The Women@Work column appears weekly in The Globe and Mail.
It never ceases to amaze me that in 2012 we can still claim a “first” for women but that’s exactly what happened earlier this week when the Augusta National Golf Club suddenly changed their decades-old policy of prohibiting women to join. The lucky first female members to receive an invitation include former U.S. Secretary of State Condoleezza Rice and business executive Darla Moore. Noticeably absent from that list is Ginni Rometty, CEO of IBM, which sponsor the U.S. Masters.
The image of golf remains inextricably linked to business, often carrying the connotation of a “boy’s club” and I doubt lifting the restriction on female membership at Augusta National will make a dent in that perception. While some applaud the move as progress, others, like me, argue that the gesture arrived offering too little, too late.
“Private clubs, particularly ones like August National, which hosts large prestigious events like the Masters are where business deals are often conducted. Exclusion of women send the message that they are second class and not worthy,” argued Kathryn Kolbert, director of the Athena Center for Leadership Studies at Barnard College. She feels that the admission of these two women, whose accomplishments eclipse most of the existing male members, does not go far enough. “This tokenism won’t change the culture that dismisses women as equal participants in the business world,” suggested Ms. Koblert, who believes real progress will be defined when Augusta National has equal numbers of male and female members.
The role sport plays in women’s advancement in business can be a contentious issue and the research on it remains scarce. A 2002 study by Oppenheimer, a mutual fund company, found that 81 percent of female executives in the U.S. played organized sports after elementary school. The same study showed that while one is six women described themselves as athletic that number jumps to almost half of women who earn over $75,000 a year.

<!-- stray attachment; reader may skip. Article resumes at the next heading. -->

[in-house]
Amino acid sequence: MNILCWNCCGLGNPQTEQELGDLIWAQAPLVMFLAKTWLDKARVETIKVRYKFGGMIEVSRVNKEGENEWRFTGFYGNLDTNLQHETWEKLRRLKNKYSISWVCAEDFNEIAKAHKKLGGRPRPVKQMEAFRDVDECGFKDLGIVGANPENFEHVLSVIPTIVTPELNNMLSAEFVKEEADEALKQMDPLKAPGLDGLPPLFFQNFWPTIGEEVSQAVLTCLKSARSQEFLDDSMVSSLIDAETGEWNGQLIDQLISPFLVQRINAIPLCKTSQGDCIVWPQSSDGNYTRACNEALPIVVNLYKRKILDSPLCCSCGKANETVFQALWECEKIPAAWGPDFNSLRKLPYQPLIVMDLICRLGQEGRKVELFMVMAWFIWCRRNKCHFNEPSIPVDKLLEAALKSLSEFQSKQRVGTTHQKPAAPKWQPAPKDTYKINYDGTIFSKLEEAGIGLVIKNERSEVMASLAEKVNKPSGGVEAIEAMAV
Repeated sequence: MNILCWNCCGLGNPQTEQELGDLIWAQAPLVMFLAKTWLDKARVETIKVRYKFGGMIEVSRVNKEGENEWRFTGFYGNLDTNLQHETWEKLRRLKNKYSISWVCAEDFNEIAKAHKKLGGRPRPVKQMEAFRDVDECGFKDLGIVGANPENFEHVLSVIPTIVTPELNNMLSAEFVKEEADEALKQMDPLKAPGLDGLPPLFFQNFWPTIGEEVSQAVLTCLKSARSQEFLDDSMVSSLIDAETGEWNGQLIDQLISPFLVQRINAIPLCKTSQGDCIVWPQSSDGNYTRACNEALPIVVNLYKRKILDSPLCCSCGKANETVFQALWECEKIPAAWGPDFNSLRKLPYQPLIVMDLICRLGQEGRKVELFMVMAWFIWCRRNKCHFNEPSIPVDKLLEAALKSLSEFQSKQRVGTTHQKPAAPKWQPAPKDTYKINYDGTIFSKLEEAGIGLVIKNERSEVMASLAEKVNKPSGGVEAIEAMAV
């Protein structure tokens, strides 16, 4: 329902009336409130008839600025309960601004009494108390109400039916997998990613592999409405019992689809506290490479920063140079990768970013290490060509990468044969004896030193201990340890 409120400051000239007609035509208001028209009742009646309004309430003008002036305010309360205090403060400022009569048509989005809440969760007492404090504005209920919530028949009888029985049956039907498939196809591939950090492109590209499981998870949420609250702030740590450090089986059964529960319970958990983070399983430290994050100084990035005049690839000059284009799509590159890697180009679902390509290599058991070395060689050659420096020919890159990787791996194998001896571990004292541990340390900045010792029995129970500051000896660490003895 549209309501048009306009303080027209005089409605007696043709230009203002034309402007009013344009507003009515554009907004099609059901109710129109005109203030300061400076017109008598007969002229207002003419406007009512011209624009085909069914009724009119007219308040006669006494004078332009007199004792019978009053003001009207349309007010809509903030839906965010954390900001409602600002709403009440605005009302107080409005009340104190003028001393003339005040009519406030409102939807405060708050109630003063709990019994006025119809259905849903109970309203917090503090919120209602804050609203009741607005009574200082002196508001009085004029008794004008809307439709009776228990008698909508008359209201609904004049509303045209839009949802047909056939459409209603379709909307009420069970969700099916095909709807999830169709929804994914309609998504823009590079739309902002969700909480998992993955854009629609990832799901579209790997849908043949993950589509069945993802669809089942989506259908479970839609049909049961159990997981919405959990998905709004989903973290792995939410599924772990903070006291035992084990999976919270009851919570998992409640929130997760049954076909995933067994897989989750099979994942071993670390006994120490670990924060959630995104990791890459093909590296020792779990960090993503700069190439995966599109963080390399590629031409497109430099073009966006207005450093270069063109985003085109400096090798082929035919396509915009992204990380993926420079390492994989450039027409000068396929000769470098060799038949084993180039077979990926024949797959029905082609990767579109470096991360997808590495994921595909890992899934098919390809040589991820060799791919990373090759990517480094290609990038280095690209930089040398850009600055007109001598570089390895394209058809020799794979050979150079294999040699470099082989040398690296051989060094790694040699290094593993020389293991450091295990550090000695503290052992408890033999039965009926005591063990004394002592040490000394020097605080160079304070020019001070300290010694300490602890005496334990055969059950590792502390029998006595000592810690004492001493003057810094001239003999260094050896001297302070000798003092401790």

A 2010 study by Betsey Stevenson, currently an economist at Princeton, showed that an increased participation in sports among girls resulted in higher college attendance and employment levels. It also led to greater participation in previously male-dominated occupations.
Data aside, many hold the belief, especially in certain industries, that playing or even knowing more about sports spells additional career opportunities.
“Industries like private equity and law are male-dominated industries. Success in those industries is relationship driven. In order to develop relationships and network, people need to have things in common,” said Samantha Horn, a partner at Stikeman Elliot LP in Toronto, adding, “One area where this commonality often occurs is playing or discussing sports.”
Ms. Horn hosts an annual golf and networking event, spurred by feedback from many women who realize its an important tool but found it intimidating.
“It’s a great equalizer in a conversation – most people like to talk sports and it is less controversial than politics,” she observed.
Several companies specifically target this market of professional women looking to advance themselves through sports such as Toronto-based Corporate Caddy Consulting, which teaches women to improve their golf game and learn how to network on the green.
Lindsay Knowlton, the company’s co-founder, grew up playing competitive golf before entering the corporate world, where she often found herself to be the only woman at golf events. This impacts women’s advancement since golf provides a unique opportunity to spend quality time with clients and co-workers.
“Where else do you get to spend 4 hours alone with a client?” asked Ms. Knowlton.
Lally Rementilla also sees an opportunity to advance women through sports education and co-founded the Gal’s Got Game website and newsletter, which seeks to demystify the sports section. A better knowledge of sports creates a more level playing field at work, which helps women advance their careers, explained Ms. Rementilla.
“In a lot of workplaces, sports talk is prevalent, especially in highly-charged environments. Being up to date on sports is a great conversation starter,” she said. Does this mean women must learn to talk like one of the guys to gain acceptance? Ms. Rementilla disagrees.
“We see this as learning to talk ‘with the guys’ as opposed to being ‘one of the guys’… The Gal’s Got Game is not about making women more masculine or being something they are not,” explained Ms. Rementilla. “We are about creating new platforms for interaction and adding another common denominator in the work place,” she added.